Despite Covid-19 limitations civil society drives momentum for the historic UN treaty on TNCs and human rights

The sixth round of negotiations of the United Nations (UN) Open Ended Inter-governmental Working Group (OEIGWG) mandated to elaborate a legally binding instrument on “transnational corporations and other business enterprises with respect to human rights”, took place in Geneva from 26 -30 October 2020.

The continued presence each year since 2015 – the start of this process – of hundreds of representatives from affected communities, civil society organisations, trade unions and social movements makes it one of the most strongly supported in the history of the OEIGWG. This year, however, due to COVID19 restrictions, physical presence in Geneva was limited.

The Global Campaign to Reclaim Peoples Sovereignty, Dismantle Corporate Power and Stop Impunity (Global Campaign), of which La Via Campesina is also a part of, contributed as ever with substantial and concrete proposals to the negotiated text, both from Geneva and via the UN online tools.

Earlier in September, the Global Campaign forewarned that the global corona virus pandemic, meant suitable conditions for a negotiation session and for ensuring its inclusiveness and participatory character were not possible. Although remote participation was enabled through various online platforms by the UN, repeated technical problems hampered remote intervention in the negotiations. The Global campaign’s statement on the last day of the negotiations confirmed that its “original assessment was correct, as the difficulties that everyone encountered in this sixth session resulted in a less than ideal process. We recall that this process should be an inter-governmental negotiation, with ample space for civil society participation according to ECOSOC rules.”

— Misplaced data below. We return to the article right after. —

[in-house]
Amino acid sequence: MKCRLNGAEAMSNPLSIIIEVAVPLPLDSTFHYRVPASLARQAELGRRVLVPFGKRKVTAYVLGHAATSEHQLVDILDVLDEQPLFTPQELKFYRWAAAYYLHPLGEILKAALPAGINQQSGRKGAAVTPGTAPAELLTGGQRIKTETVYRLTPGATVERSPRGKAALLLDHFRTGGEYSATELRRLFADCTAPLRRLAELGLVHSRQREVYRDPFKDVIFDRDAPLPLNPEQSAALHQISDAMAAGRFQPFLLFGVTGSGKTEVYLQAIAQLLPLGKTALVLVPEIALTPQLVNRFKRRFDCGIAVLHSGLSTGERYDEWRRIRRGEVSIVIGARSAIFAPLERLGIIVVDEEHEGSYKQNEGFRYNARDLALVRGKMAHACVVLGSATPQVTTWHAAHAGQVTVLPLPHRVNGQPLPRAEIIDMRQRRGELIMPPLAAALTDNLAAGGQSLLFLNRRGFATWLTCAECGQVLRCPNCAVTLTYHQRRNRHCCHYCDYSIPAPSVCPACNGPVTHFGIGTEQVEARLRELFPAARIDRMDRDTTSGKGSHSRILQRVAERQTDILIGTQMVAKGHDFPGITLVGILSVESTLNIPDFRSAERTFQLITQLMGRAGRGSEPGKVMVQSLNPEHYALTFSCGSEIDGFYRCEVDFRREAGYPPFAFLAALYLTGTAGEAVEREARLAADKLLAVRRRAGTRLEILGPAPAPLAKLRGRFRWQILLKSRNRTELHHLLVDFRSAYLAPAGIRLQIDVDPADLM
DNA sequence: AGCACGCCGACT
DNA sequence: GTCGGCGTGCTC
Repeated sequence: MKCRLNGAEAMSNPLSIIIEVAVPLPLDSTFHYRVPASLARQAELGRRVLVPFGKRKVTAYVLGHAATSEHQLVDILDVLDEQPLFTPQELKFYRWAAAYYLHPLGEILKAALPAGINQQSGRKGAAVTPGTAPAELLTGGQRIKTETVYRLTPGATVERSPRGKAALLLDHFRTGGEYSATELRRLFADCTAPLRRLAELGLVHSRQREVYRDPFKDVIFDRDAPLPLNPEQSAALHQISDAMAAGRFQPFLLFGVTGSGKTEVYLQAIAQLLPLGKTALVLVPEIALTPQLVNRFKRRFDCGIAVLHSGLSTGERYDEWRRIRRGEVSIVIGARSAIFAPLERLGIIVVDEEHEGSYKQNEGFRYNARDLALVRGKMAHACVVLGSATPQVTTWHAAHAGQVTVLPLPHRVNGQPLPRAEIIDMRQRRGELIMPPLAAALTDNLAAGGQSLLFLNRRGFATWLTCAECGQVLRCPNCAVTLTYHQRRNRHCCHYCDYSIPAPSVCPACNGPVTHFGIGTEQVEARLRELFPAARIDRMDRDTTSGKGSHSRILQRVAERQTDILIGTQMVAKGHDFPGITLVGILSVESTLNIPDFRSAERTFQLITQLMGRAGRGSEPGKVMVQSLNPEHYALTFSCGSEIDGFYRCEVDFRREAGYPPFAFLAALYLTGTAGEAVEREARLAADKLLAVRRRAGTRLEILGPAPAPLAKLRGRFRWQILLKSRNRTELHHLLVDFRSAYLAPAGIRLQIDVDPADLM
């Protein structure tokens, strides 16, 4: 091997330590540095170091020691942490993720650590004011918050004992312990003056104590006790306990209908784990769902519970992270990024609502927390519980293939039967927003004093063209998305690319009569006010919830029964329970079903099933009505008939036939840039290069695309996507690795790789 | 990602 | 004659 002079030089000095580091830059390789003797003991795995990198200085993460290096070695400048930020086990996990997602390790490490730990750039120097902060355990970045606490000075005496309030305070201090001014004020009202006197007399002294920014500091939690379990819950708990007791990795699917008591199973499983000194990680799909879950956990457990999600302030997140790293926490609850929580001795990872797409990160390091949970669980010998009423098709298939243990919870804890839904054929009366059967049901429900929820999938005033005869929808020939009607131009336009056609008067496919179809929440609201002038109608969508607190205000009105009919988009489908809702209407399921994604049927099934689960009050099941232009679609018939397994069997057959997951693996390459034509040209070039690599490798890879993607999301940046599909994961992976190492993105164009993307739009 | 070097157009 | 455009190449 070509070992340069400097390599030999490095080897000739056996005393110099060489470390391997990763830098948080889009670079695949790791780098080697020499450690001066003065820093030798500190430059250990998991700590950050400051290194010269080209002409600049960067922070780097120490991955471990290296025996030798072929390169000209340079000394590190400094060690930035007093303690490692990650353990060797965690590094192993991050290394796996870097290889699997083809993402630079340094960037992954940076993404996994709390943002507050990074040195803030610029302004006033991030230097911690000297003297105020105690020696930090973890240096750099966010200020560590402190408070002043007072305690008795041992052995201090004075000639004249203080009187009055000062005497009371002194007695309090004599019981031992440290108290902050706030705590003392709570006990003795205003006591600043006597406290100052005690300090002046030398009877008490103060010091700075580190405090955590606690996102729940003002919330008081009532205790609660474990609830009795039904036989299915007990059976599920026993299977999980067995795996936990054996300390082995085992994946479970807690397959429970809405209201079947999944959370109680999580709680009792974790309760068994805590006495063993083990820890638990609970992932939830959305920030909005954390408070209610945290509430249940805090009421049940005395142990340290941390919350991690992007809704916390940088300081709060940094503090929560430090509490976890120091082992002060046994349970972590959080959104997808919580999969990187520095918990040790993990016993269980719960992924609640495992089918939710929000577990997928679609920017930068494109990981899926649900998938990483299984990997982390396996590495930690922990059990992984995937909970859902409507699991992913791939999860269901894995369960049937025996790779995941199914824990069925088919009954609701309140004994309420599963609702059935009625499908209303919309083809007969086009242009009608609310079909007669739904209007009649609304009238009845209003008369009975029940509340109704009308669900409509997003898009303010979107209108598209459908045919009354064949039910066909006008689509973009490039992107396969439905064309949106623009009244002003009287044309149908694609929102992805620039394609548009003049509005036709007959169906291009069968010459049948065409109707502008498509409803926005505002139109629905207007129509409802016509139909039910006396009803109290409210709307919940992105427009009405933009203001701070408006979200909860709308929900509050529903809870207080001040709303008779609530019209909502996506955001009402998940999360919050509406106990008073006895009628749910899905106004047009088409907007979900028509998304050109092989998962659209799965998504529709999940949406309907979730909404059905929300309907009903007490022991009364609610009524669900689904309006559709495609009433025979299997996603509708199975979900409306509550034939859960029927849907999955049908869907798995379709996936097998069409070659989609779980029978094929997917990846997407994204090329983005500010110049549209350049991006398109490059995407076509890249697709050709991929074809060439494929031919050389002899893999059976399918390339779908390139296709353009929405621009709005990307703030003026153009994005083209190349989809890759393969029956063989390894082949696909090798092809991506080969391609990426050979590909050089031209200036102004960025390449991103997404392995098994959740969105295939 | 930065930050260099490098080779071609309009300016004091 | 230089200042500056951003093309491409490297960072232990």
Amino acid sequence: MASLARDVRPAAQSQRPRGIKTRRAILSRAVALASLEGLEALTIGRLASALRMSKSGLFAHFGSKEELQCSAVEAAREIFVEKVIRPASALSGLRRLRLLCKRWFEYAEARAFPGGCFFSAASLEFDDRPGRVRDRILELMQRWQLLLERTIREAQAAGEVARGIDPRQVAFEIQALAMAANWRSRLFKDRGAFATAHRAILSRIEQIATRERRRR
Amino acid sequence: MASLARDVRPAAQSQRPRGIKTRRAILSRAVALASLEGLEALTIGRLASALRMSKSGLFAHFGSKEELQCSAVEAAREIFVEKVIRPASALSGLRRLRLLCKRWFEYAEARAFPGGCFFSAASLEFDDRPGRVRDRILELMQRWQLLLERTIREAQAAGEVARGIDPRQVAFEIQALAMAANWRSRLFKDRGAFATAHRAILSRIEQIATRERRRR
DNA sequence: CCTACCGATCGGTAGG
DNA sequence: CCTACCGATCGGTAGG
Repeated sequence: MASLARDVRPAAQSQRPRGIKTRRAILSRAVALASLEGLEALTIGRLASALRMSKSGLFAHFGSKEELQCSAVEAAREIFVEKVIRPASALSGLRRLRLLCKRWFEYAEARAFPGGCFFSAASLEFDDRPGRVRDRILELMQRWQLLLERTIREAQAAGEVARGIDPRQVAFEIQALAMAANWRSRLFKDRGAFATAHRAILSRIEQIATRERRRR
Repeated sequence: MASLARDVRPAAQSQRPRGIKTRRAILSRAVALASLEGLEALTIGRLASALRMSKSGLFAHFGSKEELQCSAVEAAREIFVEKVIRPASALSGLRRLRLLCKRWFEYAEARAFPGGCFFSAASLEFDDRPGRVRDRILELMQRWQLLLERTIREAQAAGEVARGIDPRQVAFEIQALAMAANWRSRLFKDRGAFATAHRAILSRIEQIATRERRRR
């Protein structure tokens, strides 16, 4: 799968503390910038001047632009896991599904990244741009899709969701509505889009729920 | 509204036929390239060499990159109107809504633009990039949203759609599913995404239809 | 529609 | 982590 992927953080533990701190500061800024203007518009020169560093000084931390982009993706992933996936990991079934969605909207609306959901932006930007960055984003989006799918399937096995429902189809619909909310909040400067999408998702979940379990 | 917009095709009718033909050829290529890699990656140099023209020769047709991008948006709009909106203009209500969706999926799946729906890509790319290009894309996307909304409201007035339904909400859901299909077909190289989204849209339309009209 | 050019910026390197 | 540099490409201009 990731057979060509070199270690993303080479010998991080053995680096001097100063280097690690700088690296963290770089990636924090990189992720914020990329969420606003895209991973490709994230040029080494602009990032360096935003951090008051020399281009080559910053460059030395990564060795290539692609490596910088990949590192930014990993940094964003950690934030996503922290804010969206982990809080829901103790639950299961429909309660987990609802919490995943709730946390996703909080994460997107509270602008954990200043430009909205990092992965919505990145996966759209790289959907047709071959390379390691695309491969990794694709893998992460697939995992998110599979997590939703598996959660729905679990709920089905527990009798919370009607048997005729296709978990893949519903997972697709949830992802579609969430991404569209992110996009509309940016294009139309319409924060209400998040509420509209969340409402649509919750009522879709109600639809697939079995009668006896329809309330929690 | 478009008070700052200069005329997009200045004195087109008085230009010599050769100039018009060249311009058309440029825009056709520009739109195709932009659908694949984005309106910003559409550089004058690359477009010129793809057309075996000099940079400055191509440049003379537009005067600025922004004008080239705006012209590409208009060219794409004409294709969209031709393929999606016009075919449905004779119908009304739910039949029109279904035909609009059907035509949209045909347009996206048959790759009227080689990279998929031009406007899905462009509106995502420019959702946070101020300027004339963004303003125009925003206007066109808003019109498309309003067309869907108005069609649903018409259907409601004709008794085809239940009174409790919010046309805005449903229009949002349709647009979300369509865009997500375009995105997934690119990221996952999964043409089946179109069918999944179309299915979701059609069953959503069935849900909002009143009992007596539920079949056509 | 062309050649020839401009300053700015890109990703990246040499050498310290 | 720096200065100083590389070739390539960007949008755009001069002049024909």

A number of states once again showed their commitment to the process and supported an ambitious Binding Treaty that respects resolution 26/9 and the focus on regulating transnational corporations, such as South Africa, Cuba, Egypt, Azerbaijan and Namibia.

This contrasts with countries whose economies rely heavily on transnational corporations with overseas operations who have always opposed this UN process, such as the United States, Japan, Canada and Australia, as well as the US Chamber of Commerce and the International Organisation of Employers – both of which hold consultative status at the UN.

As in previous negotiation rounds, the European Union – whose member states voted in block against resolution 26/9 – failed to contribute to the text negotiations. In fact the EU’s presence was limited to asking questions of clarification. This was despite 847,000 European citizens calling for the EU’s participation in the negotiations. Mayors of European cities including Barcelona, Marseille and Strasbourg last week called on local authorities around the world to support the UN Binding Treaty on Transnational Corporations and Human Rights.

Read the complete press release here


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